After the 2011 Fukushima accident, the seismic regulation for Nuclear Power Plants (NPP) have been strengthened to take countermeasures against accidents beyond design basis conditions. Therefore, the importance of seismic probabilistic risk assessment has drawn much attention. Uncertainty quantification is a very important issue in the fragility assessment for NPP buildings. In this study, the authors focus on the epistemic uncertainty that can be reduced, and aims to clarify the effects due to different modeling methods of NPP buildings on seismic response results. As the first step of this study, the authors compared the effects on seismic response using two kinds of modeling methods. In order to evaluate the effect, seismic response analysis was performed on two types of building models; the three dimensional finite element model and the conventional lumped mass with sway-rocking model. As the input ground motion, the authors adopted 200 types of simulated seismic ground motions generated by fault rupture models with stochastic seismic source characteristics. For the uncertainty quantification, the authors conducted statistical analyses of the effects on seismic response results of two kinds of modeling methods on building response for each input ground motions, and quantitatively evaluated the uncertainty of response considering different modeling methods. In particular, the difference in modeling methods clearly appeared near the openings of the floors and walls. The authors also report on the knowledge about these three-dimensional effects in seismic response analysis.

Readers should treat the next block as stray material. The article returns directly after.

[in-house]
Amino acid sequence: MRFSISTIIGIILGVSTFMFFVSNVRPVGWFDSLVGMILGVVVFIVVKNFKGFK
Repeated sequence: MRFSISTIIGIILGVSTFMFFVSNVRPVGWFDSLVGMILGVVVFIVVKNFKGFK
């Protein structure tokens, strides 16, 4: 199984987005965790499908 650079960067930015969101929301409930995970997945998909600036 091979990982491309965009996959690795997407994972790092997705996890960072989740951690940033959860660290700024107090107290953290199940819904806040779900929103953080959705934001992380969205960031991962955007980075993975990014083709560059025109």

Kobashi, Yusuke*; Kataoka, Takahiro*; Kanzaki, Norie; Ishida, Tsuyoshi*; Sakoda, Akihiro; Tanaka, Hiroshi; Ishimori, Yuu; Mitsunobu, Fumihiro*; Yamaoka, Kiyonori*
Radiation and Environmental Biophysics, 59(3), p.473 - 482, 2020/08